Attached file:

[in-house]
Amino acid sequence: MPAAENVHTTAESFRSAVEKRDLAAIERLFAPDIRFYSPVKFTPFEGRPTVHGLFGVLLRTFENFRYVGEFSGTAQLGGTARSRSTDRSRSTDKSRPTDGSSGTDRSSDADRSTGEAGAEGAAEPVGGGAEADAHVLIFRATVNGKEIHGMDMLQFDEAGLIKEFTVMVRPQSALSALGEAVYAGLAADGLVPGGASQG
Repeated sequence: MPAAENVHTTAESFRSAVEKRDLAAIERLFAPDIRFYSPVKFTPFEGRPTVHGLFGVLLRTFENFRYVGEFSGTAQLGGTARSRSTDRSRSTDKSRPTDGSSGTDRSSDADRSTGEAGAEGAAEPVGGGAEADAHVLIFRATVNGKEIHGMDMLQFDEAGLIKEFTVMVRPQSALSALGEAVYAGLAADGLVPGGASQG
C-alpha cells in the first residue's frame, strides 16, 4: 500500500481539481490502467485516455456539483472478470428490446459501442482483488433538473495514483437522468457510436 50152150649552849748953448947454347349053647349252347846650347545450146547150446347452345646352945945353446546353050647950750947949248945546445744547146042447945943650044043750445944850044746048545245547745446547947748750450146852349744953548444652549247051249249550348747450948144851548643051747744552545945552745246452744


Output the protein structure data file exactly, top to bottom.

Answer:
[in-house]
Amino acid sequence: MPAAENVHTTAESFRSAVEKRDLAAIERLFAPDIRFYSPVKFTPFEGRPTVHGLFGVLLRTFENFRYVGEFSGTAQLGGTARSRSTDRSRSTDKSRPTDGSSGTDRSSDADRSTGEAGAEGAAEPVGGGAEADAHVLIFRATVNGKEIHGMDMLQFDEAGLIKEFTVMVRPQSALSALGEAVYAGLAADGLVPGGASQG
Repeated sequence: MPAAENVHTTAESFRSAVEKRDLAAIERLFAPDIRFYSPVKFTPFEGRPTVHGLFGVLLRTFENFRYVGEFSGTAQLGGTARSRSTDRSRSTDKSRPTDGSSGTDRSSDADRSTGEAGAEGAAEPVGGGAEADAHVLIFRATVNGKEIHGMDMLQFDEAGLIKEFTVMVRPQSALSALGEAVYAGLAADGLVPGGASQG
C-alpha cells in the first residue's frame, strides 16, 4: 500500500481539481490502467485516455456539483472478470428490446459501442482483488433538473495514483437522468457510436 50152150649552849748953448947454347349053647349252347846650347545450146547150446347452345646352945945353446546353050647950750947949248945546445744547146042447945943650044043750445944850044746048545245547745446547947748750450146852349744953548444652549247051249249550348747450948144851548643051747744552545945552745246452744